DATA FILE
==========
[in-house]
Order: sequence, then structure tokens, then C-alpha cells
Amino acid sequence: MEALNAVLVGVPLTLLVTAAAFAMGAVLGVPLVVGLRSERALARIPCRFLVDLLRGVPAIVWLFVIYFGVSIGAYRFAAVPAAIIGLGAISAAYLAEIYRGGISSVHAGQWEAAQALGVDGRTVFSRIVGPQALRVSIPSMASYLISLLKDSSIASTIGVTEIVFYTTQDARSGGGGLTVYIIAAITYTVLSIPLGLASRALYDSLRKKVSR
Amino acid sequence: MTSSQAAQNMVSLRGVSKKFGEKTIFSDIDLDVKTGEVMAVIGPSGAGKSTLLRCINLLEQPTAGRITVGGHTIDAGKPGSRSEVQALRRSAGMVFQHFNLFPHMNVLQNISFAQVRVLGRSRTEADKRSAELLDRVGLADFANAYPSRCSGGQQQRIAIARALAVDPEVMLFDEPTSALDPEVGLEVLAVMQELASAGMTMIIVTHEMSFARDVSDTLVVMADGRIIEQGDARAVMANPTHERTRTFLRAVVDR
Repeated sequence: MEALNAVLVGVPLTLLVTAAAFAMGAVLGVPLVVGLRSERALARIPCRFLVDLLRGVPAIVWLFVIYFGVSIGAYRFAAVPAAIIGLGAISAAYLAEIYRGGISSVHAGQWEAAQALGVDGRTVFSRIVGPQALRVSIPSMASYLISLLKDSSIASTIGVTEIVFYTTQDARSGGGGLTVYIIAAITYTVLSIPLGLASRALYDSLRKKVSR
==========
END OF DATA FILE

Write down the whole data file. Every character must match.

[in-house]
Order: sequence, then structure tokens, then C-alpha cells
Amino acid sequence: MEALNAVLVGVPLTLLVTAAAFAMGAVLGVPLVVGLRSERALARIPCRFLVDLLRGVPAIVWLFVIYFGVSIGAYRFAAVPAAIIGLGAISAAYLAEIYRGGISSVHAGQWEAAQALGVDGRTVFSRIVGPQALRVSIPSMASYLISLLKDSSIASTIGVTEIVFYTTQDARSGGGGLTVYIIAAITYTVLSIPLGLASRALYDSLRKKVSR
Amino acid sequence: MTSSQAAQNMVSLRGVSKKFGEKTIFSDIDLDVKTGEVMAVIGPSGAGKSTLLRCINLLEQPTAGRITVGGHTIDAGKPGSRSEVQALRRSAGMVFQHFNLFPHMNVLQNISFAQVRVLGRSRTEADKRSAELLDRVGLADFANAYPSRCSGGQQQRIAIARALAVDPEVMLFDEPTSALDPEVGLEVLAVMQELASAGMTMIIVTHEMSFARDVSDTLVVMADGRIIEQGDARAVMANPTHERTRTFLRAVVDR
Repeated sequence: MEALNAVLVGVPLTLLVTAAAFAMGAVLGVPLVVGLRSERALARIPCRFLVDLLRGVPAIVWLFVIYFGVSIGAYRFAAVPAAIIGLGAISAAYLAEIYRGGISSVHAGQWEAAQALGVDGRTVFSRIVGPQALRVSIPSMASYLISLLKDSSIASTIGVTEIVFYTTQDARSGGGGLTVYIIAAITYTVLSIPLGLASRALYDSLRKKVSR